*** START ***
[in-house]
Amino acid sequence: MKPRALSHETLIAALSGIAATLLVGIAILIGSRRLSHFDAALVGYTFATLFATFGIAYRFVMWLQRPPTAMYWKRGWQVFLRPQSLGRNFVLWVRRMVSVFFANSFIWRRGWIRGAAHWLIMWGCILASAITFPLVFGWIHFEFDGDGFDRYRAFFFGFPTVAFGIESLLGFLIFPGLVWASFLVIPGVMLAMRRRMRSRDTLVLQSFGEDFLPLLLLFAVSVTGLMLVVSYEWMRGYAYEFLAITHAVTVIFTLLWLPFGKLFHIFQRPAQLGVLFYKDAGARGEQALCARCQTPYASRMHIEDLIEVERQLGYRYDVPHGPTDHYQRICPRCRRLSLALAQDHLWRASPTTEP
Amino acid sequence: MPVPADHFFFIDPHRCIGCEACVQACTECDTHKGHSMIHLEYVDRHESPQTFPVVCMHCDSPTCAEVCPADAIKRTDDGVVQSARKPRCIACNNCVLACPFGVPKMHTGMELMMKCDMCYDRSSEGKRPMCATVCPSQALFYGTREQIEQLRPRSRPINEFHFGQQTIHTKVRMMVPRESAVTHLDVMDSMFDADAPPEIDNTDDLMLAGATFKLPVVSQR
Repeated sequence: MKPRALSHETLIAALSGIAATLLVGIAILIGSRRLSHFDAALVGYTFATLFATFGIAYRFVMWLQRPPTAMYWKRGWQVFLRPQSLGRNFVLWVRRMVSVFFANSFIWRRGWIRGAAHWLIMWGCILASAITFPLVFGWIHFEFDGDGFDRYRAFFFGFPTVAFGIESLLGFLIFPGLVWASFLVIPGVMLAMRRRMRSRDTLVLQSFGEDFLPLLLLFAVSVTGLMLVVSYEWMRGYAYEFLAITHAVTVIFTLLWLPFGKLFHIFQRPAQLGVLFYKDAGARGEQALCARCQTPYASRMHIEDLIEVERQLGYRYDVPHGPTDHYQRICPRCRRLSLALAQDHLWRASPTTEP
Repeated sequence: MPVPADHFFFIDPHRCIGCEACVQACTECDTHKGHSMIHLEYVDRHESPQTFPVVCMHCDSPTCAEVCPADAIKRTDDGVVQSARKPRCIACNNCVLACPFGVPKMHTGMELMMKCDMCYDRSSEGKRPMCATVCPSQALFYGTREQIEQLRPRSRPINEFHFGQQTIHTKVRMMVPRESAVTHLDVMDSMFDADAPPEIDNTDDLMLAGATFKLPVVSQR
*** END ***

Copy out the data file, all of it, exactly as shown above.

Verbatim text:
[in-house]
Amino acid sequence: MKPRALSHETLIAALSGIAATLLVGIAILIGSRRLSHFDAALVGYTFATLFATFGIAYRFVMWLQRPPTAMYWKRGWQVFLRPQSLGRNFVLWVRRMVSVFFANSFIWRRGWIRGAAHWLIMWGCILASAITFPLVFGWIHFEFDGDGFDRYRAFFFGFPTVAFGIESLLGFLIFPGLVWASFLVIPGVMLAMRRRMRSRDTLVLQSFGEDFLPLLLLFAVSVTGLMLVVSYEWMRGYAYEFLAITHAVTVIFTLLWLPFGKLFHIFQRPAQLGVLFYKDAGARGEQALCARCQTPYASRMHIEDLIEVERQLGYRYDVPHGPTDHYQRICPRCRRLSLALAQDHLWRASPTTEP
Amino acid sequence: MPVPADHFFFIDPHRCIGCEACVQACTECDTHKGHSMIHLEYVDRHESPQTFPVVCMHCDSPTCAEVCPADAIKRTDDGVVQSARKPRCIACNNCVLACPFGVPKMHTGMELMMKCDMCYDRSSEGKRPMCATVCPSQALFYGTREQIEQLRPRSRPINEFHFGQQTIHTKVRMMVPRESAVTHLDVMDSMFDADAPPEIDNTDDLMLAGATFKLPVVSQR
Repeated sequence: MKPRALSHETLIAALSGIAATLLVGIAILIGSRRLSHFDAALVGYTFATLFATFGIAYRFVMWLQRPPTAMYWKRGWQVFLRPQSLGRNFVLWVRRMVSVFFANSFIWRRGWIRGAAHWLIMWGCILASAITFPLVFGWIHFEFDGDGFDRYRAFFFGFPTVAFGIESLLGFLIFPGLVWASFLVIPGVMLAMRRRMRSRDTLVLQSFGEDFLPLLLLFAVSVTGLMLVVSYEWMRGYAYEFLAITHAVTVIFTLLWLPFGKLFHIFQRPAQLGVLFYKDAGARGEQALCARCQTPYASRMHIEDLIEVERQLGYRYDVPHGPTDHYQRICPRCRRLSLALAQDHLWRASPTTEP
Repeated sequence: MPVPADHFFFIDPHRCIGCEACVQACTECDTHKGHSMIHLEYVDRHESPQTFPVVCMHCDSPTCAEVCPADAIKRTDDGVVQSARKPRCIACNNCVLACPFGVPKMHTGMELMMKCDMCYDRSSEGKRPMCATVCPSQALFYGTREQIEQLRPRSRPINEFHFGQQTIHTKVRMMVPRESAVTHLDVMDSMFDADAPPEIDNTDDLMLAGATFKLPVVSQR